The Flint Journal reports that the increasing phenomenon of bacterial infection outbreaks from exposure to animals have led experts to produce guidelines for staying safe at petting zoos, county fairs and rodeos this summer.
Even healthy animals can make people sick, and the most common way for transmission is fecal-oral route, according to the CDC. But fur, hair, skin and saliva can be contaminated too with fecal organisms.
Transmission occurs when people pet, touch, or are licked by animals and then eat or touch their mouths without washing their hands. What often happens is that a toddler will pet a sheep or goat, then stick his fingers in his mouth, as children often do.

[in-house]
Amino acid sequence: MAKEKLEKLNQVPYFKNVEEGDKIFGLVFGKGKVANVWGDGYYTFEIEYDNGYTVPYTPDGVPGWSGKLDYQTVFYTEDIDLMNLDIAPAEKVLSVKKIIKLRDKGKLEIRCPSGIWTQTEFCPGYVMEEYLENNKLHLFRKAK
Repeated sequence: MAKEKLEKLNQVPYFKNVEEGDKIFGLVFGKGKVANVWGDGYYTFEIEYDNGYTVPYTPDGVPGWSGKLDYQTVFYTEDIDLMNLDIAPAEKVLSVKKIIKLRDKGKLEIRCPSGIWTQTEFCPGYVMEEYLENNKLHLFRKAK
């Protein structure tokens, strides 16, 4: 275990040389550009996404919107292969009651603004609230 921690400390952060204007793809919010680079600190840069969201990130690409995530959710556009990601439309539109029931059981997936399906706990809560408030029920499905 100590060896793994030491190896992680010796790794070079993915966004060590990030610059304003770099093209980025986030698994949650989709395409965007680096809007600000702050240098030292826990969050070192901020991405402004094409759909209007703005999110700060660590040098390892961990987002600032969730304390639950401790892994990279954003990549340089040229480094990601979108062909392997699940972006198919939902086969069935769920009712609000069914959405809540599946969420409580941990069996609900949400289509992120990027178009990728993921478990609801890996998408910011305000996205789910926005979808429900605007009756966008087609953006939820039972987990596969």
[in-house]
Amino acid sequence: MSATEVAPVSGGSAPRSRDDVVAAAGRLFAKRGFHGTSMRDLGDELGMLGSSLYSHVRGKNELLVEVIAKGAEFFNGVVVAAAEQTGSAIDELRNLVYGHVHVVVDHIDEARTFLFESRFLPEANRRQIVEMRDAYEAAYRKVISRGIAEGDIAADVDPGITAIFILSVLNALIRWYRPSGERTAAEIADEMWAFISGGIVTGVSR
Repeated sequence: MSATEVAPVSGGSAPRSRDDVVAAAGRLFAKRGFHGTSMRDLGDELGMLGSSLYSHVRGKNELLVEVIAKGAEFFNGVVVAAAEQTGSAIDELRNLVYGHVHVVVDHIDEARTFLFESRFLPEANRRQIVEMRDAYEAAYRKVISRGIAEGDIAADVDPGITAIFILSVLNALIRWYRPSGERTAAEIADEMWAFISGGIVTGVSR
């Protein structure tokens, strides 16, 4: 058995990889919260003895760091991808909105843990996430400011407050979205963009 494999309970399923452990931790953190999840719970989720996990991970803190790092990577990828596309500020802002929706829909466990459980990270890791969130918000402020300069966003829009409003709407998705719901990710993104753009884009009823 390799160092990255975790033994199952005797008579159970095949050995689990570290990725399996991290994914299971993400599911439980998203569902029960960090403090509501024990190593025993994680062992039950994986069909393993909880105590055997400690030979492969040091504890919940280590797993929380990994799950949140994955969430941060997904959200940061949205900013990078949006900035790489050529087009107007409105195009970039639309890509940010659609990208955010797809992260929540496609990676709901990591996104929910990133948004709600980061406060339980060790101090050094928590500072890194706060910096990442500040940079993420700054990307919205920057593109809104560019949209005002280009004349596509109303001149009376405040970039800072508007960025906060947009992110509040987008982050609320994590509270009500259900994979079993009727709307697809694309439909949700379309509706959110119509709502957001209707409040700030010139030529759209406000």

Guidelines from the Centers of Disease Control urge handwashing, staying clear of animal enclosures and steering families to places that have handwashing stations.
They certainly can go and visit (petting zoos), but handwashing should be a part of the day, said Dr. Wailed Abuhammour, a pediatric infectious disease expert at Hurley Medical Center.